16. North Carolina
  17. North Dakota
  18. Ohio
  19. Oregon
  20. Pennsylvania
  21. Rhode Island
  22. South Dakota
  23. Tennessee
  24. Utah
  25. Vermont
  26. Virginia
  27. West Virginia

That said, not all of these states consistently enforce these laws. In many cases, specific conditions must be met before action is taken against adult children. According to, the following conditions would simultaneously have to be met for such a scenario:

  • “The parent received care in a state that has a filial responsibility law.
  • The parent did not qualify for Medicaid when receiving care.
  • The parent does not have the money to pay the bill.
  • The child has the money to pay the bill.
  • The caregiver chooses to sue the child.”

Am I obligated to take care of my parents?

As stated above, you usually are not obligated to care for elderly relatives, although exceptions sometimes apply. These exceptions can include the following.

Responsible Party

When your parents enter a senior care facility (e.g., a nursing home), you may end up signing some paperwork yourself. If you sign yourself as a responsible party, you may be contractually obligated to cover the costs of your parents’ care if they are unable to do so themselves and you don’t sign up for Medicaid on your parents’ behalf.

That is why it’s always important to read the fine print before you sign any legal documents when moving someone into a senior living community.

Estate Recovery

In some cases, Medicaid may file for estate recovery, which means that Medicaid will request that some of their costs be reimbursed by a deceased relative’s estate. Such actions would not drain your wallet directly, but they could reduce the amount of inheritance you receive from a loved one’s estate. If leaving an inheritance is important to your aging relatives, let them know how important it is for them to include estate planning in their retirement plans, so that they can protect their assets.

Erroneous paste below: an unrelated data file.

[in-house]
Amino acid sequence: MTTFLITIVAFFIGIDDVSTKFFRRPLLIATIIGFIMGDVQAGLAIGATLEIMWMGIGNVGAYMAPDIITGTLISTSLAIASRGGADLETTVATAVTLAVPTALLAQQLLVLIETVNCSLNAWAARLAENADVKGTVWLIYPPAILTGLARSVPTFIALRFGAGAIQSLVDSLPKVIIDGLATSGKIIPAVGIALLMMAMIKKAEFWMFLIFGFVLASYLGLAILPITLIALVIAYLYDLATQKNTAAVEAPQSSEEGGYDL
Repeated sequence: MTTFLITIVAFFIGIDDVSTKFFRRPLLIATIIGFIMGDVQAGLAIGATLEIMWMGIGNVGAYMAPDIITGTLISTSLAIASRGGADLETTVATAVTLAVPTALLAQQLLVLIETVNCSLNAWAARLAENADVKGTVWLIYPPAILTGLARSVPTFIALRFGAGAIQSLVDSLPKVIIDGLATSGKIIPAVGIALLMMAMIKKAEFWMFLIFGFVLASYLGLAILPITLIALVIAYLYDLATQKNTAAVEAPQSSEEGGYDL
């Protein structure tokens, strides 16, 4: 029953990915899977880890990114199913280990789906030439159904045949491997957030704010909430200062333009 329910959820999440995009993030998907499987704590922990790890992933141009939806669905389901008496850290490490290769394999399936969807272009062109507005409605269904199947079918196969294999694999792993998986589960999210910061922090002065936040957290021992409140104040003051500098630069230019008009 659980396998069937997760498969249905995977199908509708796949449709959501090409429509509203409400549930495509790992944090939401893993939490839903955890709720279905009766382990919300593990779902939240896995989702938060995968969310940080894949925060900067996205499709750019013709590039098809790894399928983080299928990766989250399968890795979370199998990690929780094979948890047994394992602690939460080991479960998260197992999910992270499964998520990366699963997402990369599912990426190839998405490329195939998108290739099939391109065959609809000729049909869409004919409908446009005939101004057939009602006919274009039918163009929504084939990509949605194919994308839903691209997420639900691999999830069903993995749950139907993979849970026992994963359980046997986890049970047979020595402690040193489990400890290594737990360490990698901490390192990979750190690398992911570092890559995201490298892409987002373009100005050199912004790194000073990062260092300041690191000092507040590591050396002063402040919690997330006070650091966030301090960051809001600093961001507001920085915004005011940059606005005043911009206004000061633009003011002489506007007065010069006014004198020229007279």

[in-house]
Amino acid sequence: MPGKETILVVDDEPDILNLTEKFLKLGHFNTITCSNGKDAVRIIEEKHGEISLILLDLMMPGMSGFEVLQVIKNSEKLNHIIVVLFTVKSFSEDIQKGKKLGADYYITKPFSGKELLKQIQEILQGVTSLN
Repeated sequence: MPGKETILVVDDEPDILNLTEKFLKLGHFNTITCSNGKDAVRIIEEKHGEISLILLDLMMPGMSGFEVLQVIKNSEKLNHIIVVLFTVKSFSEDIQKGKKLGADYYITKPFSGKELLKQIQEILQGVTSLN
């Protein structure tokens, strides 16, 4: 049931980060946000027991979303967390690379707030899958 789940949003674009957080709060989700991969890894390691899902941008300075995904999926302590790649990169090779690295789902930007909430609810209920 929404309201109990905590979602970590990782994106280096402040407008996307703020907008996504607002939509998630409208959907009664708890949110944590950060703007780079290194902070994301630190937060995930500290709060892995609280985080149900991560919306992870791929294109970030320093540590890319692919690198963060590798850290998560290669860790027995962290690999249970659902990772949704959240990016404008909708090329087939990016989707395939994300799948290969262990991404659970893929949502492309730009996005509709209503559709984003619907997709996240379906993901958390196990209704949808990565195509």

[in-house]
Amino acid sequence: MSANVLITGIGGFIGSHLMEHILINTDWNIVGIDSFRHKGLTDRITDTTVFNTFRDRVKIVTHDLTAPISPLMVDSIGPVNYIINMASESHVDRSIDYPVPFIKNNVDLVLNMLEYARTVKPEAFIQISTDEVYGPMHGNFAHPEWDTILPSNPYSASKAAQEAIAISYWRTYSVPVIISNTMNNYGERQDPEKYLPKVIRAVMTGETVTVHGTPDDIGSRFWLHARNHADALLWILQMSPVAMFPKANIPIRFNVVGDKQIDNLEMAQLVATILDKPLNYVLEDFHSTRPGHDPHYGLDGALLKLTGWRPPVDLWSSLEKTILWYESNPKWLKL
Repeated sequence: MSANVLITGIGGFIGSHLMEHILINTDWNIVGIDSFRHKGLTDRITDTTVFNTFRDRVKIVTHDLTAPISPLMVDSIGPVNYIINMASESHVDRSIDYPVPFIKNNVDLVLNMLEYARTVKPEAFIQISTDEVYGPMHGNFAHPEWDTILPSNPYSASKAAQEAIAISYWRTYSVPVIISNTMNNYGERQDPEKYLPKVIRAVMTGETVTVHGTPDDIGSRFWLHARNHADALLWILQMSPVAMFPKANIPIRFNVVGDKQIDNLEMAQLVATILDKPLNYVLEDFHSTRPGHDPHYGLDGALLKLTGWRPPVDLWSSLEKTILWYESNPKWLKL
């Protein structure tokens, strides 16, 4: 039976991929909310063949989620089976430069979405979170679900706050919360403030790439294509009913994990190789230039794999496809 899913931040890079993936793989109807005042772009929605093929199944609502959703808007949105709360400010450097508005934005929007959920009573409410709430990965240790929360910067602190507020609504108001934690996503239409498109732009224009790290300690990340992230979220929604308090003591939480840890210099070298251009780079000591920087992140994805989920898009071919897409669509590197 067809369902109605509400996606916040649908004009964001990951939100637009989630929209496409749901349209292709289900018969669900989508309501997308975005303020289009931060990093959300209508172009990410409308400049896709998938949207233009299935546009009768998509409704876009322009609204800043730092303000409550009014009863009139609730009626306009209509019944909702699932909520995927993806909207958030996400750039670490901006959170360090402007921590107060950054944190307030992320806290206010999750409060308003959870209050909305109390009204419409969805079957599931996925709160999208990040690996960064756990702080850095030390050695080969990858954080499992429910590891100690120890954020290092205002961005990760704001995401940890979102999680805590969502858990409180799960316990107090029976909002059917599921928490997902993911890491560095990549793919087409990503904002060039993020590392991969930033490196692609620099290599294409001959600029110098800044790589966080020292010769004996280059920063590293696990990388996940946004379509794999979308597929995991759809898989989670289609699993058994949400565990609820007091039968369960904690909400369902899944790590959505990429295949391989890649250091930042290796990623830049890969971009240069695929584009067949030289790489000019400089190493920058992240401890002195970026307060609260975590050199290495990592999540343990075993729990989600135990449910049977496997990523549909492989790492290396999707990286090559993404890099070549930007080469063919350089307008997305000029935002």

Filial Responsibility

If you live in a state where filial responsibility laws apply, you may be required to pay some or all of the costs of your parents’ eldercare.

Other Common Questions

Making the decision to become your elderly relatives’ caregiver isn’t one to take lightly. Other questions people ask themselves before taking on this responsibility include the following.

How do you deal with a stubborn elderly parent?

Your aging loved one can become irritable and stubborn in their old age, making it hard for elderly parents to accept help. It’s important to keep this fact in mind when dealing with aging relatives and not to take their behavior personally. If their behavior overwhelms you, you have a few options available, including respite care and residential care.

Respite Care

Respite care is what the name implies. That is, it is a program or service that grants caregivers a break from their responsibilities. Respite care can mean:

  • You and your siblings alternate when you care for aging parents,
  • Your loved ones enter an assisted living facility for a short period of time while you recover,
  • You hire a qualified caregiver to assume your responsibilities for a period of time, or
  • You enroll your elderly relatives in an adult day care.